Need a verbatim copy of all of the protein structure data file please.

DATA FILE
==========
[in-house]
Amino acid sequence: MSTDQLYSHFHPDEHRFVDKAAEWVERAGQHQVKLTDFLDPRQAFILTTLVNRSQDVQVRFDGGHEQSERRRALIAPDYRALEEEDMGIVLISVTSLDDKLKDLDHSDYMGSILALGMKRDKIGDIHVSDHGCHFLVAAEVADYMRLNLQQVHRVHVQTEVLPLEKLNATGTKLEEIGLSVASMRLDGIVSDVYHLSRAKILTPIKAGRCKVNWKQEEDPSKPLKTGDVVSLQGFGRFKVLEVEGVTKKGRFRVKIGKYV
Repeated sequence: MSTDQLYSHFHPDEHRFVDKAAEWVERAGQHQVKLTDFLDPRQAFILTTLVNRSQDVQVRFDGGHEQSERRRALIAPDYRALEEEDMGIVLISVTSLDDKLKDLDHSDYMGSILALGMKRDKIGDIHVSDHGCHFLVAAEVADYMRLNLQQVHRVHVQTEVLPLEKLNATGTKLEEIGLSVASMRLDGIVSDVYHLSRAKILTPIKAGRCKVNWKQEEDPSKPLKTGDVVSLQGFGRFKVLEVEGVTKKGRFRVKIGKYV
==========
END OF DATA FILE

[in-house]
Amino acid sequence: MSTDQLYSHFHPDEHRFVDKAAEWVERAGQHQVKLTDFLDPRQAFILTTLVNRSQDVQVRFDGGHEQSERRRALIAPDYRALEEEDMGIVLISVTSLDDKLKDLDHSDYMGSILALGMKRDKIGDIHVSDHGCHFLVAAEVADYMRLNLQQVHRVHVQTEVLPLEKLNATGTKLEEIGLSVASMRLDGIVSDVYHLSRAKILTPIKAGRCKVNWKQEEDPSKPLKTGDVVSLQGFGRFKVLEVEGVTKKGRFRVKIGKYV
Repeated sequence: MSTDQLYSHFHPDEHRFVDKAAEWVERAGQHQVKLTDFLDPRQAFILTTLVNRSQDVQVRFDGGHEQSERRRALIAPDYRALEEEDMGIVLISVTSLDDKLKDLDHSDYMGSILALGMKRDKIGDIHVSDHGCHFLVAAEVADYMRLNLQQVHRVHVQTEVLPLEKLNATGTKLEEIGLSVASMRLDGIVSDVYHLSRAKILTPIKAGRCKVNWKQEEDPSKPLKTGDVVSLQGFGRFKVLEVEGVTKKGRFRVKIGKYV